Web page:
Blade II


Blade II
Blade II

Theatrical poster
Directed by Guillermo del Toro
Produced by Wesley Snipes
Peter Frankfurt
Patrick Palmer
Avi Arad
Written by David S. Goyer
Based on Blade by
Marv Wolfman
Gene Colan
Starring Wesley Snipes
Kris Kristofferson
Ron Perlman
Leonor Varela
Norman Reedus
Luke Goss
Music by Marco Beltrami
Danny Saber
(additional)
Cinematography Gabriel Beristain
Editing by Peter Amundson
Studio New Line Cinema
Marvel Enterprises
Amen Ra Film
Imaginary Forces
Justin Pictures
Linovo Productions
Milk & Honey
Pacific Title and Art Studio
Distributed by New Line Cinema
Release date(s) March 22, 2002
Running time 117 minutes
Country United States
Language English
Budget $54 million
Box office $155,010,032

Blade II is a 2002 superhero vampire film based on the fictional Marvel Comics character Blade. It is the sequel of the Blade film series. It was written by David S. Goyer, who also wrote the previous film. Guillermo del Toro assumed director duties, and Wesley Snipes returned as the lead character and producer.

The film follows the Dhampir Blade in his continuing effort to protect humans from vampires.

Contents

Plot

The film begins at a blood bank. A homeless man walks into the clinic and sits by another homeless man (Luke Goss) with a scar running down his chin. A nurse takes the latter man into a room with several people waiting where he is to be drained of blood, but kills his captors and reveals himself to be a new breed of vampire.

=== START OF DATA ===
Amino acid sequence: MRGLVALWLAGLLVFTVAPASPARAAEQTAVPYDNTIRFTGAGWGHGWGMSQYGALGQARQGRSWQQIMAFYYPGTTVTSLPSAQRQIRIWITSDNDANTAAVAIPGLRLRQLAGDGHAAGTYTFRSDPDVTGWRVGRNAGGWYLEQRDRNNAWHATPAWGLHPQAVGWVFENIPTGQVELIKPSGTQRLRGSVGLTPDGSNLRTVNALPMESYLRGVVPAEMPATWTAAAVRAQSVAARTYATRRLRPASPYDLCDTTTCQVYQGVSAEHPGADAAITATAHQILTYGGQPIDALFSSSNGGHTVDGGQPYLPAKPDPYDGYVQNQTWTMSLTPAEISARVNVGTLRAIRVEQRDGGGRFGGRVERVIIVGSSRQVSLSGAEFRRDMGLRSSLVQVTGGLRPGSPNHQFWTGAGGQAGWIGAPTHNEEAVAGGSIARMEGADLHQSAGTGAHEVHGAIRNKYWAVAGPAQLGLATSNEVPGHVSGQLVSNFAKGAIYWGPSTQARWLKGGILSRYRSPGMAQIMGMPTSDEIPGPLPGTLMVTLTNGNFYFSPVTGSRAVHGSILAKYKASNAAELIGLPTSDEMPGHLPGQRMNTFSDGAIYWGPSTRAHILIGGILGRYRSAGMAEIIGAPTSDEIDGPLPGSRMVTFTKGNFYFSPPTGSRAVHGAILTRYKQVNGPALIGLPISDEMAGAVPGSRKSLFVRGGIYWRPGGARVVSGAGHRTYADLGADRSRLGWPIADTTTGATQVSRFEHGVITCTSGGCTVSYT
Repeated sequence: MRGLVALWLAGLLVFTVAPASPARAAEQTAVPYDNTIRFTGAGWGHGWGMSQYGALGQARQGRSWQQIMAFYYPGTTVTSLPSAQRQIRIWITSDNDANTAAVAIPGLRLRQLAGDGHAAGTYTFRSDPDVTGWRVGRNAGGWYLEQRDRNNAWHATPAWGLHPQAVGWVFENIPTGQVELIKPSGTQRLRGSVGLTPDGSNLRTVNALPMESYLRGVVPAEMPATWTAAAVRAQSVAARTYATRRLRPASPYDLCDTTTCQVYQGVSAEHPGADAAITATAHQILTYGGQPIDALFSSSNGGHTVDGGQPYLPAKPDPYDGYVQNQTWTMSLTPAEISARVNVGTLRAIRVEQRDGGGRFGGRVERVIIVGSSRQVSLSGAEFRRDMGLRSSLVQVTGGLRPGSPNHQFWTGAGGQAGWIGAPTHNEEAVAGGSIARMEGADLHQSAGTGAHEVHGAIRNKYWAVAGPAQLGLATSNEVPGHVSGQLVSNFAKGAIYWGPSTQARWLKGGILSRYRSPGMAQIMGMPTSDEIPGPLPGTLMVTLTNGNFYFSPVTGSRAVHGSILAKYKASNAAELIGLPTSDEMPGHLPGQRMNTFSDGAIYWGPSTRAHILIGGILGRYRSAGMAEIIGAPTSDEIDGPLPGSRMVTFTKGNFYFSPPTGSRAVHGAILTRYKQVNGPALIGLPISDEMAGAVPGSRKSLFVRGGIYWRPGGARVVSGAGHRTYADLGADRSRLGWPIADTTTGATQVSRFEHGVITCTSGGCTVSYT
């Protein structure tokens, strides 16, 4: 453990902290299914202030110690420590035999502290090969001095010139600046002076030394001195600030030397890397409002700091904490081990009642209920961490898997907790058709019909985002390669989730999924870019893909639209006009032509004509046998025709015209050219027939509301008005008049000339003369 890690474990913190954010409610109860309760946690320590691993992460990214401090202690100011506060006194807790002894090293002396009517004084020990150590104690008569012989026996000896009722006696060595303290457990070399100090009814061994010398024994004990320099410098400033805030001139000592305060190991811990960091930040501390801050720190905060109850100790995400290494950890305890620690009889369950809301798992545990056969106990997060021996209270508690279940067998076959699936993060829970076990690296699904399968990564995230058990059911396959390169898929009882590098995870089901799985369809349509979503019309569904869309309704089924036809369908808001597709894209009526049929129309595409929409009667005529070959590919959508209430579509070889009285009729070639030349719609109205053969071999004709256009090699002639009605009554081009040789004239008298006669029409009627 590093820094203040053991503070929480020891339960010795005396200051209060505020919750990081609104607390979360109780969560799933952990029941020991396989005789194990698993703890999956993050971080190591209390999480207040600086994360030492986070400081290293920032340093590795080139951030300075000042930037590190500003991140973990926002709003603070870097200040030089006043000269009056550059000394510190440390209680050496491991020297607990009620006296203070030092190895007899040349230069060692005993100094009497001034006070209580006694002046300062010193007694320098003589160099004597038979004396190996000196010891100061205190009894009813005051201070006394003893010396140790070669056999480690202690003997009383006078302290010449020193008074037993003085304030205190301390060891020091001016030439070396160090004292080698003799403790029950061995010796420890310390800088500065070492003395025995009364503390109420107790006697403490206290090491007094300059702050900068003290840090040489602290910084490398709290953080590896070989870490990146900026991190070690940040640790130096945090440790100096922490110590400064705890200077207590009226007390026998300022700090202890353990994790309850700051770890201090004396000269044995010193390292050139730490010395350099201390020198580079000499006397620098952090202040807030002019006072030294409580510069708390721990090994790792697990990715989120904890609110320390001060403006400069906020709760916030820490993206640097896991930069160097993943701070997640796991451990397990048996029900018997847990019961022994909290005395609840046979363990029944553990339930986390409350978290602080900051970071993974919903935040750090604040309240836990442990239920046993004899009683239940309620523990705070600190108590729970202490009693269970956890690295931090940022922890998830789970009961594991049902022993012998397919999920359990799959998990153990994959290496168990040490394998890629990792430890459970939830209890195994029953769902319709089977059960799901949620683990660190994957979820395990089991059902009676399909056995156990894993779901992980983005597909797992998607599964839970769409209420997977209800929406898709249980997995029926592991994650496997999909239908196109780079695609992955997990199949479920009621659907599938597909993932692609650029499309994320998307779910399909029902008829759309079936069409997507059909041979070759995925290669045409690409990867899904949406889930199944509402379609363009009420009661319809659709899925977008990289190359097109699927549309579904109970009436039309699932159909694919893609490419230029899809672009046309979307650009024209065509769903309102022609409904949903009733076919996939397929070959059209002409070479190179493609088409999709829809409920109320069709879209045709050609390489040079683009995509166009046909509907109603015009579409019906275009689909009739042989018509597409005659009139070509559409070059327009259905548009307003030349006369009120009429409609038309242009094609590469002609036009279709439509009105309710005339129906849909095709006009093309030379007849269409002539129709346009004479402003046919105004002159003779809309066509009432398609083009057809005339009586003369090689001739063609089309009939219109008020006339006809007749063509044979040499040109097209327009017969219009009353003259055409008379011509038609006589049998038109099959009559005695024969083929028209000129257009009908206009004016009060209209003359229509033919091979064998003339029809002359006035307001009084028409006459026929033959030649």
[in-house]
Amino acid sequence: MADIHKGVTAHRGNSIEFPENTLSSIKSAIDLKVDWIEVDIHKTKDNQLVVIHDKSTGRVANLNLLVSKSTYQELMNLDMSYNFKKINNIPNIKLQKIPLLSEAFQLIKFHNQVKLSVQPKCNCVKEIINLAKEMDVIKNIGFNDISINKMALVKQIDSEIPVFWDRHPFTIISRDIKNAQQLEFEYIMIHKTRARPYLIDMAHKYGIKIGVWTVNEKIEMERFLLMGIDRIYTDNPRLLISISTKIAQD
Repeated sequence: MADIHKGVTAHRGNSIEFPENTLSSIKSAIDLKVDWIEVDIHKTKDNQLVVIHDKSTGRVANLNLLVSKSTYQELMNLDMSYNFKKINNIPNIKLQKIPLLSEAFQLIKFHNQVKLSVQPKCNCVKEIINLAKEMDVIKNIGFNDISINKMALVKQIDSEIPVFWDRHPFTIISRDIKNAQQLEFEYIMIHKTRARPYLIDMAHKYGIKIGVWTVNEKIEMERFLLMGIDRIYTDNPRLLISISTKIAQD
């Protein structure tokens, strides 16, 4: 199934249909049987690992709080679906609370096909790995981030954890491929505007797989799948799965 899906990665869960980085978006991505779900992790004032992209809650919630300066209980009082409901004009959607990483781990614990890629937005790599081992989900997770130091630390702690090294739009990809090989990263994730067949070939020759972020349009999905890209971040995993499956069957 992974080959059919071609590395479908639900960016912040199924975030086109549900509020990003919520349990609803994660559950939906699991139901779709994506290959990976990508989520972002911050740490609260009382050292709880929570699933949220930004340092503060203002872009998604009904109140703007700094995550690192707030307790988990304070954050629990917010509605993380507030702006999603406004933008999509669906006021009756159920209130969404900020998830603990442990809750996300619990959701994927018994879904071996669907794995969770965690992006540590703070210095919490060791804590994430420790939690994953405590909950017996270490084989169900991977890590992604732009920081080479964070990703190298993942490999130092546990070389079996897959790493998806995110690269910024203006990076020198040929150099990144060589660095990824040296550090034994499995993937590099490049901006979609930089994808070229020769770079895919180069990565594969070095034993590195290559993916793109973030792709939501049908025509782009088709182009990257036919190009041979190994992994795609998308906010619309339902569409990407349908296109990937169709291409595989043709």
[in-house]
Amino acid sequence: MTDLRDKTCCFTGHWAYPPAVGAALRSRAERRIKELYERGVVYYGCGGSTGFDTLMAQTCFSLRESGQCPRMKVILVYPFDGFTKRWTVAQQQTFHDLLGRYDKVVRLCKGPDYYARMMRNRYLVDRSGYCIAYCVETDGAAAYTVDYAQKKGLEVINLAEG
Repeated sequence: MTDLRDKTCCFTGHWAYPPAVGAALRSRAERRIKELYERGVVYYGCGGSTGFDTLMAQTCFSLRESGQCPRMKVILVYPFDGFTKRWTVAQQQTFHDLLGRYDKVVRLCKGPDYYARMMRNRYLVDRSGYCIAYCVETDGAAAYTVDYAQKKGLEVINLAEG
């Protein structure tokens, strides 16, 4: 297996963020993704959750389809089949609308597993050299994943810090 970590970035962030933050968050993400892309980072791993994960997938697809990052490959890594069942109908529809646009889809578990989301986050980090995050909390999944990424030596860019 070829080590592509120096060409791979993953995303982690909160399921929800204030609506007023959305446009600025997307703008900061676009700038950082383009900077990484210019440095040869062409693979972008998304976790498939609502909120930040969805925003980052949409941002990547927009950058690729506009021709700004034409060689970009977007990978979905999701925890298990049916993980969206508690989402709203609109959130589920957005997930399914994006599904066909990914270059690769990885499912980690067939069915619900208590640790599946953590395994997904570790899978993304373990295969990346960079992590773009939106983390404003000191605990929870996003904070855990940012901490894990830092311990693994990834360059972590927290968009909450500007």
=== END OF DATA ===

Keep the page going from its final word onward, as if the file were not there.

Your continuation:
Two years have passed since the climax of the first film, and Blade (Wesley Snipes) has been trying to find Whistler (Kris Kristofferson), who survived his suicide attempt. He has been sweeping across Russia and eastern Europe, searching for his old friend and mentor, enlisting the aid of a young man, Scud (Norman Reedus), to design him a new line of gadgetry and weaponry. In the first scene, Blade fights his way through a large gang of vampires, leaving one of their vampires, Rush (Santiago Segura), alive. Rush tells Blade he will be back for him. Blade finds Whistler locked in a tank by a gang of vampires who were keeping him alive for purposes of torture. Blade rescues Whistler and brings him to Prague.

Meanwhile, a crisis has arisen in the vampire community. What appears to be a more developed strain of vampirism (dubbed the "Reaper virus") is sweeping through their ranks, giving its carriers new characteristics. The original carrier of the strain is Jared Nomak (the homeless man from the beginning of the film). Stronger than common vampires, the Reapers have three-way jaws, leech-like suckers and hearts encased in a thick layer of bone, making them invulnerable to any weapon barring sunlight. They also have a "ravenous" hunger, requiring more feeding than vampires, and even their dead victims become Reapers. The reapers also appear to be immune to silver and garlic. In order to combat the virus, the vampire elder (overlord) Eli Damaskinos (Thomas Kretschmann) sends his minions, Asad (Danny John-Jules) and Damaskinos' daughter Nyssa (Leonor Varela) to find and strike an uneasy truce with Blade. Upon meeting Eli Damaskinos and his familiar Karl Kounen (Karel Roden), Blade learns of the vampire community's plight. They concede to him that the Reapers are the greater evil and once they finish the vampire population, they will descend on humankind.

To this end, Blade teams up with the Bloodpack, a group of vampire warriors and assassins who were originally assembled to kill him. The group consists of Rheinhardt (Ron Perlman), Chupa (Matt Schulze), Snowman (Donnie Yen), Verlaine (Marit Velle Kile), Lighthammer (Daz Crawford) and Priest (Tony Curran). The group starts at a vampire nightclub which goes wrong after one of the Bloodpack members is bitten by a reaper.